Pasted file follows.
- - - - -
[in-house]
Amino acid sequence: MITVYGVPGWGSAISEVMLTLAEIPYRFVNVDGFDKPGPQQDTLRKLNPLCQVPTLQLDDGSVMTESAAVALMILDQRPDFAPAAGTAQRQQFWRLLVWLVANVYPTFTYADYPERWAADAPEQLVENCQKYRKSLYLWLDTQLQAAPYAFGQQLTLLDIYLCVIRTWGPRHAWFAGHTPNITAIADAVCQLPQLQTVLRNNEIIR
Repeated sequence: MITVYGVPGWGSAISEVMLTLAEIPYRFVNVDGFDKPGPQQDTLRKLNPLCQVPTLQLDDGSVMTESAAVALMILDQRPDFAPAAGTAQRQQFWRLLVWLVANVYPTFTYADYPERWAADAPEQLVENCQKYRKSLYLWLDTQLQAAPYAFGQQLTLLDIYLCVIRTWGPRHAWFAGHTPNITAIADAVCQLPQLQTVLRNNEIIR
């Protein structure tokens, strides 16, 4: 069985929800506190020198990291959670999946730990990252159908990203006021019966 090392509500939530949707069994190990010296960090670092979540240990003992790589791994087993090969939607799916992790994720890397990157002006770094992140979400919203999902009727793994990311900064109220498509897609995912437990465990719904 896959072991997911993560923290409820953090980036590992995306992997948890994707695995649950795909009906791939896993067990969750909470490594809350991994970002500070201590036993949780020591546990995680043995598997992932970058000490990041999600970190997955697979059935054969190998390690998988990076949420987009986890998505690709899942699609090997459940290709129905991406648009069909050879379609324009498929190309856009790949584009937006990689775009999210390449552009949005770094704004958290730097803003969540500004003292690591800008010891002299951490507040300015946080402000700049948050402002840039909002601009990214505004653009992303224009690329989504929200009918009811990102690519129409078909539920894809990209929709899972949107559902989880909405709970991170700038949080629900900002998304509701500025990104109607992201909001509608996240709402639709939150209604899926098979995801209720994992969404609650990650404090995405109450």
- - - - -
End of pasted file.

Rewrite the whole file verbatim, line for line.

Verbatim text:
[in-house]
Amino acid sequence: MITVYGVPGWGSAISEVMLTLAEIPYRFVNVDGFDKPGPQQDTLRKLNPLCQVPTLQLDDGSVMTESAAVALMILDQRPDFAPAAGTAQRQQFWRLLVWLVANVYPTFTYADYPERWAADAPEQLVENCQKYRKSLYLWLDTQLQAAPYAFGQQLTLLDIYLCVIRTWGPRHAWFAGHTPNITAIADAVCQLPQLQTVLRNNEIIR
Repeated sequence: MITVYGVPGWGSAISEVMLTLAEIPYRFVNVDGFDKPGPQQDTLRKLNPLCQVPTLQLDDGSVMTESAAVALMILDQRPDFAPAAGTAQRQQFWRLLVWLVANVYPTFTYADYPERWAADAPEQLVENCQKYRKSLYLWLDTQLQAAPYAFGQQLTLLDIYLCVIRTWGPRHAWFAGHTPNITAIADAVCQLPQLQTVLRNNEIIR
């Protein structure tokens, strides 16, 4: 069985929800506190020198990291959670999946730990990252159908990203006021019966 090392509500939530949707069994190990010296960090670092979540240990003992790589791994087993090969939607799916992790994720890397990157002006770094992140979400919203999902009727793994990311900064109220498509897609995912437990465990719904 896959072991997911993560923290409820953090980036590992995306992997948890994707695995649950795909009906791939896993067990969750909470490594809350991994970002500070201590036993949780020591546990995680043995598997992932970058000490990041999600970190997955697979059935054969190998390690998988990076949420987009986890998505690709899942699609090997459940290709129905991406648009069909050879379609324009498929190309856009790949584009937006990689775009999210390449552009949005770094704004958290730097803003969540500004003292690591800008010891002299951490507040300015946080402000700049948050402002840039909002601009990214505004653009992303224009690329989504929200009918009811990102690519129409078909539920894809990209929709899972949107559902989880909405709970991170700038949080629900900002998304509701500025990104109607992201909001509608996240709402639709939150209604899926098979995801209720994992969404609650990650404090995405109450």